This year was supposed to be James Levine’s victory lap.
On June 5, Mr. Levine celebrates the 40th anniversary of his debut at the Metropolitan Opera, where he has conducted nearly 2,500 performances and been music director since 1976. He began the season conducting a new production of Wagner’s Das Rheingold, which opened as the Met released a box set of 32 CDs and 21 DVDs–22 complete operas in all–in honor of the anniversary.
His storied range was on display in the operas he was slotted to conduct. In addition to the Rheingold and a new production of Wagner’s Die Walküre, he was to lead revivals of Donizetti’s Don Pasquale, Verdi’s Il Trovatore and Simon Boccanegra and Berg’s Wozzeck. The season was to end with the company’s tour of Japan and a performance of Verdi’s Don Carlo on the actual date of the anniversary. Oh, and all this was to occur simultaneously with his full season as music director of the Boston Symphony Orchestra.
It didn’t work out that way. After years of periodic cancellations due to a series of health problems, in March he resigned his position in Boston and, at the Met, canceled an additional two performances of Das Rheingold and the run of Il Trovatore. When he has conducted, the results have been uneven: Wozzeck was deep and vibrantly beautiful, but Walküre was disappointing and lethargic. Mr. Levine’s range of motion has looked expansive, but he has otherwise seemed physically weak, either not leaving the podium for his bow or hobbling gingerly to the stage.
This hasn’t quite been the year he might have hoped for, and it’s the depressing context in which the Met has published James Levine: 40 Years at the Metropolitan Opera. With Mr. Levine’s career ebbing, and Fabio Luisi being groomed to replace him at the Met, the book feels more like an elegy than a celebration.
It has the generous dimensions and full-color photo spreads of a coffee-table tome, but not the cover (which is soft) or the price (which is just $32). Unsurprisingly, the prevailing formal mode is the encomium. Yet even given the quality of coffee-table-book writing in general, and considering the range of Mr. Levine’s accomplishments, the prose here is thin, with the word “wonderful” repeated so often that you enter a kind of fugue state of approbation.
“She knew it was wonderful,” he writes of Leontyne Price’s relationship to her voice. On the next page, of Tatiana Troyanos: “God, what a wonderful artist.” Ileana Cotrubas? “Wonderful girl, wonderful artist.” Working with Cecilia Bartoli? “It was a completely happy, wonderful thing.”
At times, the praise grows disconcertingly cursory, as though the editors didn’t bother to massage Mr. Levine’s notes into actual sentences. “This was the first time I worked with Leonie,” he writes of the soprano Leonie Rysanek. “Heaven. Wonderful, passionate, funny, very hard-working.”
There is literally a single moment in the book in which opera comes alive. It’s when Mr. Levine talks about his work with the great tenor Jon Vickers on a single line in Verdi’s Otello. In a few sentences you get a sense of Vickers, of Mr. Levine, of Verdi, of the difficult close work that goes into every note of a great operatic performance, of the compromises inherent in producing theatrical art. It is the only time in which the relentless narrowness of the book’s tributes widens enough to let in a glimpse of something like reality.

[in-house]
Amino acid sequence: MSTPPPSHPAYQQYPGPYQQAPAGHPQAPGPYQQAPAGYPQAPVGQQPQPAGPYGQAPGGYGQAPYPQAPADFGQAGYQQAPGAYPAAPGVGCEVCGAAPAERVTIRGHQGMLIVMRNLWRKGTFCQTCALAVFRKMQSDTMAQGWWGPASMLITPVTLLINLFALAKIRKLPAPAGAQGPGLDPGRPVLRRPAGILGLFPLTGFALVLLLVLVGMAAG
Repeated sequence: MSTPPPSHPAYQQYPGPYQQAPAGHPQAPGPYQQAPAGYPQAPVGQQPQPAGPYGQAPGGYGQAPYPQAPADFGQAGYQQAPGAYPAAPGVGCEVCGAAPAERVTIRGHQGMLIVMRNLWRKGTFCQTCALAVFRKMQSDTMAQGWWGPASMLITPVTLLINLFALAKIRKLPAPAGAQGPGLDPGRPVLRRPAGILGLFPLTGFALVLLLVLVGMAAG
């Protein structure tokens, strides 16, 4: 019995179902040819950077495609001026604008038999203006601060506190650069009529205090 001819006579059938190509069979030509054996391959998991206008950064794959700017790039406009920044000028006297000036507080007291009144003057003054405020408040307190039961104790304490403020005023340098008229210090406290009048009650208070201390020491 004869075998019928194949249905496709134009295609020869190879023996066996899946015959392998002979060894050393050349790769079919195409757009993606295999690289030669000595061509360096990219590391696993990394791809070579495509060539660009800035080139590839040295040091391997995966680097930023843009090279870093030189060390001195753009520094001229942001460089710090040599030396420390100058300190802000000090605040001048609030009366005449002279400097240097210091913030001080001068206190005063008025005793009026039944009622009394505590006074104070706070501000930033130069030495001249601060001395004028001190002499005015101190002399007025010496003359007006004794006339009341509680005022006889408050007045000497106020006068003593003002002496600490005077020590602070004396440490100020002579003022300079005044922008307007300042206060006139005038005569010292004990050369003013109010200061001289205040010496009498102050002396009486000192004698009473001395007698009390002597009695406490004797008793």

Reality certainly doesn’t intrude on Mr. Levine’s perfunctory account of the Met’s devastating 1980 strike. “Terribly depressing,” he describes it. “It was the singular low point of my entire artistic life. As Music Director, I don’t have a function if we are not performing.” It’s a sentiment that shows a troubling disregard for the reasons behind the strike and the real lives–not just “artistic” lives–that were affected by it.
But perhaps we should not be surprised by this lack of compassion, of a certain human feeling. In 1974, Mr. Levine told Stephen Rubin, “I have good friends who feel that their wives and children are the most important things in their lives. I find it difficult to achieve real empathy with that, though I understand it. My ability to function in involvements with other individuals has always been contingent on my feeling properly involved with music.”
For those of us who have wondered about who Mr. Levine “really” is, we may yet be satisfied: Knopf recently announced that it will, at some future date, publish his autobiography. But even that might not be worth holding one’s breath for. While Mr. Levine is undoubtedly an important musician, the new book’s bland generalities, its tone of perpetual air-kiss, establishes his voice as detached and self-satisfied, and simply uninteresting. He is a person whose performances you may well want to hear, but not someone whose memoirs you’d ever want to read.
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